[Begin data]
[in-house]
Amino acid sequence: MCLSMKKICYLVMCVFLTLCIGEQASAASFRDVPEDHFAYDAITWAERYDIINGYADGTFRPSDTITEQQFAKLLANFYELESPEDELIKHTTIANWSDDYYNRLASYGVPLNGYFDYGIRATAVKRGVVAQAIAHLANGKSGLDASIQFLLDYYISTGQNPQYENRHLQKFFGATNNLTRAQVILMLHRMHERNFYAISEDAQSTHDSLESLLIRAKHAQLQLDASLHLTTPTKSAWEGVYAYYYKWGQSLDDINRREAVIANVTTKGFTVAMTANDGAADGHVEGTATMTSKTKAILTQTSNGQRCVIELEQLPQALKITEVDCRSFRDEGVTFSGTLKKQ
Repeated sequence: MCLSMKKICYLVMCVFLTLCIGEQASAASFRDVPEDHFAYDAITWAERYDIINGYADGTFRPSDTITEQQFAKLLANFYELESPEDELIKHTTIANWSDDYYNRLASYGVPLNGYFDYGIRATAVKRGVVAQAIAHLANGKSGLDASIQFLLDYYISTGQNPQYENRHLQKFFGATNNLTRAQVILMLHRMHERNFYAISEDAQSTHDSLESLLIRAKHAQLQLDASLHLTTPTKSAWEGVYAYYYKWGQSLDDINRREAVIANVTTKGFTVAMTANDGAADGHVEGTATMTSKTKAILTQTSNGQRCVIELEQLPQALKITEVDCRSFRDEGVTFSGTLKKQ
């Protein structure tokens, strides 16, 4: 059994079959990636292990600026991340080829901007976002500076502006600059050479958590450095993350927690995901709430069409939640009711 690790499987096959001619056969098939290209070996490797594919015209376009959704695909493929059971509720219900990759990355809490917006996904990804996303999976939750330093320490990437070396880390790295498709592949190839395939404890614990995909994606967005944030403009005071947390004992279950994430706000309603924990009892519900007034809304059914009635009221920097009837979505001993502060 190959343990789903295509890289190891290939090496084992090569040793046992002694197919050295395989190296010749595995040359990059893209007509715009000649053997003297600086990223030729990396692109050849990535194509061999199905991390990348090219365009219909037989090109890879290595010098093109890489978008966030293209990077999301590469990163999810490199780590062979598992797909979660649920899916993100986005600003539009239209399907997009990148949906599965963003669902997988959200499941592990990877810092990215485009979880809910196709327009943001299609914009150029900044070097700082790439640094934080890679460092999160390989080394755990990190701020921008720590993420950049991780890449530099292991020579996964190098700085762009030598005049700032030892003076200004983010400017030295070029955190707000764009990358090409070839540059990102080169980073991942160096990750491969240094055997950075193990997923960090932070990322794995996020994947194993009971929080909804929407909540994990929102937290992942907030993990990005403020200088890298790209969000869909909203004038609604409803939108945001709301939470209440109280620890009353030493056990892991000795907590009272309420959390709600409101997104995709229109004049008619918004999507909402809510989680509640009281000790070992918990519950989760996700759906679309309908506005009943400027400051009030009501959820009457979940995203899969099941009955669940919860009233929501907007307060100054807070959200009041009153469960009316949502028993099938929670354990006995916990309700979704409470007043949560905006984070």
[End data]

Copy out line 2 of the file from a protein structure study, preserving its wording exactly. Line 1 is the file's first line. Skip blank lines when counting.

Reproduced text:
Amino acid sequence: MCLSMKKICYLVMCVFLTLCIGEQASAASFRDVPEDHFAYDAITWAERYDIINGYADGTFRPSDTITEQQFAKLLANFYELESPEDELIKHTTIANWSDDYYNRLASYGVPLNGYFDYGIRATAVKRGVVAQAIAHLANGKSGLDASIQFLLDYYISTGQNPQYENRHLQKFFGATNNLTRAQVILMLHRMHERNFYAISEDAQSTHDSLESLLIRAKHAQLQLDASLHLTTPTKSAWEGVYAYYYKWGQSLDDINRREAVIANVTTKGFTVAMTANDGAADGHVEGTATMTSKTKAILTQTSNGQRCVIELEQLPQALKITEVDCRSFRDEGVTFSGTLKKQ